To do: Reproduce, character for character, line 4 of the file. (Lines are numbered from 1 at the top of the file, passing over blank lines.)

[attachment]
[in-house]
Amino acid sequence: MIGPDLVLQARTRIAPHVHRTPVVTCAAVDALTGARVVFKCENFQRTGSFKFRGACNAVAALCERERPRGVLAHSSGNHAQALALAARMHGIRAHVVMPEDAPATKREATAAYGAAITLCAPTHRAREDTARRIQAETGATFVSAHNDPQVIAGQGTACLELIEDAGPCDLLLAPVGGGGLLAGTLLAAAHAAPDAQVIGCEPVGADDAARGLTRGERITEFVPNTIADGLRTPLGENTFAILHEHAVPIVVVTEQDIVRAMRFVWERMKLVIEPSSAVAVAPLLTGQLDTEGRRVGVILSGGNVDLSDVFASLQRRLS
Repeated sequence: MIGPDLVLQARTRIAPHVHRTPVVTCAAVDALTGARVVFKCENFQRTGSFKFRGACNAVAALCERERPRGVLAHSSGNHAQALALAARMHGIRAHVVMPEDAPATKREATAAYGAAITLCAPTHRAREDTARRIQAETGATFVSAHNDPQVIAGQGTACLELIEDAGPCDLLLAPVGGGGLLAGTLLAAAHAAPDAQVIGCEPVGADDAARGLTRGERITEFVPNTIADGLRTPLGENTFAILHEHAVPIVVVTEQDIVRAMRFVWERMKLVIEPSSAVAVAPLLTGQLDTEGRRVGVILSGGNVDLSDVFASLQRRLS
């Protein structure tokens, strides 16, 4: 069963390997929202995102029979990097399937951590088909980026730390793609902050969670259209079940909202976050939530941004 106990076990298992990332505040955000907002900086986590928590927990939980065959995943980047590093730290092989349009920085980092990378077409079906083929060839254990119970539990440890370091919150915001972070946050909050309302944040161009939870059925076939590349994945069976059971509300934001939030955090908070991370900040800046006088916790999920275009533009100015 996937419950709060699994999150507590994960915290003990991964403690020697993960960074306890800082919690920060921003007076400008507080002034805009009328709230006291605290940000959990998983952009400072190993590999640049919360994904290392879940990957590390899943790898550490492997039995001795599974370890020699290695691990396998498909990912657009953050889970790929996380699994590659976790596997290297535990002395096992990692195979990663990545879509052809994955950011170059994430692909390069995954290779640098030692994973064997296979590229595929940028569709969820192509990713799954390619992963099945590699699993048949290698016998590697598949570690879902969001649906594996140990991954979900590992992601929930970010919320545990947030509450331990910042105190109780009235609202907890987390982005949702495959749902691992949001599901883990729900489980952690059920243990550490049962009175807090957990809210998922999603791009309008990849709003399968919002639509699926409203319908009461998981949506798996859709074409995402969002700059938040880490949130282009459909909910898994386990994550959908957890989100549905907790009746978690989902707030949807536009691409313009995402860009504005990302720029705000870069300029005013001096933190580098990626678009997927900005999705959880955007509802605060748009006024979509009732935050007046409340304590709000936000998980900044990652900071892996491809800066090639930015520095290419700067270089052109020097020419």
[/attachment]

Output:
């Protein structure tokens, strides 16, 4: 069963390997929202995102029979990097399937951590088909980026730390793609902050969670259209079940909202976050939530941004 106990076990298992990332505040955000907002900086986590928590927990939980065959995943980047590093730290092989349009920085980092990378077409079906083929060839254990119970539990440890370091919150915001972070946050909050309302944040161009939870059925076939590349994945069976059971509300934001939030955090908070991370900040800046006088916790999920275009533009100015 996937419950709060699994999150507590994960915290003990991964403690020697993960960074306890800082919690920060921003007076400008507080002034805009009328709230006291605290940000959990998983952009400072190993590999640049919360994904290392879940990957590390899943790898550490492997039995001795599974370890020699290695691990396998498909990912657009953050889970790929996380699994590659976790596997290297535990002395096992990692195979990663990545879509052809994955950011170059994430692909390069995954290779640098030692994973064997296979590229595929940028569709969820192509990713799954390619992963099945590699699993048949290698016998590697598949570690879902969001649906594996140990991954979900590992992601929930970010919320545990947030509450331990910042105190109780009235609202907890987390982005949702495959749902691992949001599901883990729900489980952690059920243990550490049962009175807090957990809210998922999603791009309008990849709003399968919002639509699926409203319908009461998981949506798996859709074409995402969002700059938040880490949130282009459909909910898994386990994550959908957890989100549905907790009746978690989902707030949807536009691409313009995402860009504005990302720029705000870069300029005013001096933190580098990626678009997927900005999705959880955007509802605060748009006024979509009732935050007046409340304590709000936000998980900044990652900071892996491809800066090639930015520095290419700067270089052109020097020419």